It is also known to baffle the flow of coolant through the shell to try to minimize the thickness and residence time of a boundary layer on the outer walls of the tubes and the inner surface of the shell.
 It is also known to minimize the thickness of the tube walls to minimize the tidal heat energy in the system and speed of response during alternating heating and cooling cycles.
 It is also known that the rate of heat transfer is a function of the absolute temperature difference between the coolant and the working fluid.
 It will be appreciated that the capability of the disclosed engine for doing work is dependent directly upon the efficiency of the associated heat exchanger.
 What is needed in the art is an improved high efficiency shell and tube thermal heat exchanger.
 It is a principal object of the present invention to increase the work output of an HT engine.
 It is a further object of the present invention to increase the output of mechanical devices driven by an HT engine.
 It is a still further object of the present invention to improve the efficiency and output of an HT engine through the use of a low level, readily available heat source to power the HT engine.
SUMMARY OF THE INVENTION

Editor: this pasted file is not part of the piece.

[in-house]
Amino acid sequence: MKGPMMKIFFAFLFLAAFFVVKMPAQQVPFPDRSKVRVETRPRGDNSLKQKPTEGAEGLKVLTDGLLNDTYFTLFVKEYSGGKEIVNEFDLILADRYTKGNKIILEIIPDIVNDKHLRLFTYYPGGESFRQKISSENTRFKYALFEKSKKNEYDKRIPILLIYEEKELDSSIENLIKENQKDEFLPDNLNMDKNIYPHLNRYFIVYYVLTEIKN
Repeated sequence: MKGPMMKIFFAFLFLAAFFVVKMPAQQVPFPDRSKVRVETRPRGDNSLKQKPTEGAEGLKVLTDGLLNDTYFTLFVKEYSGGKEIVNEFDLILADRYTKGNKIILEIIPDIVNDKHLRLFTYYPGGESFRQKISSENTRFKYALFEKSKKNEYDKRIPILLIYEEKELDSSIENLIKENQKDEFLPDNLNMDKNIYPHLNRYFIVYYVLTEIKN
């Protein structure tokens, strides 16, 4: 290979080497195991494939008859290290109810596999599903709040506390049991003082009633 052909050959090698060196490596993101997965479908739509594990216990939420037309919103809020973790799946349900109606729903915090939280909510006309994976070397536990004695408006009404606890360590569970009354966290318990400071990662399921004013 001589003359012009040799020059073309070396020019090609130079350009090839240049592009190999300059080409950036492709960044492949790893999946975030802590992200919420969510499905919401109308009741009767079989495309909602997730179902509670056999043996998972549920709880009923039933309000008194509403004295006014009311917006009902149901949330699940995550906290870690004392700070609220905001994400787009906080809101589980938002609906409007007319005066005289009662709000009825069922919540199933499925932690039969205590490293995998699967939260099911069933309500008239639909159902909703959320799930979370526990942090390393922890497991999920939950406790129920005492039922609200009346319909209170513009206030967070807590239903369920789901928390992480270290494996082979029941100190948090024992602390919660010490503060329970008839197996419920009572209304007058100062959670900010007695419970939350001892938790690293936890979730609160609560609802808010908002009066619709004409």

Briefly described, an improved high efficiency shell and tube heat exchanger in accordance with the present invention comprises an insulated cylindrical shell having first and second ends for conveying a coolant and a plurality of tubes passing through at least one of the ends for conveying a working fluid. A plurality of spaced-apart generally-transverse baffles are disposed in the shell, wherein one or more (preferably all) of the tubes passes through the plurality of baffles. Each baffle is truncated along one edge defining a slot for passage of coolant along the shell inner wall and past the baffle. Successive baffles may be rotated with respect to the longitudinal axis of the shell to cause the coolant flowing therethrough to follow a non-axial path, preferably sinusoidal or helical. Multiple coolant inlets and outlets may be provided. In one aspect of the invention, the shell is divided by at least one transverse dam into a plurality of shell spaces, each of which is provided with an inlet and an outlet for the coolant (the tubes being continuous through the transverse dam).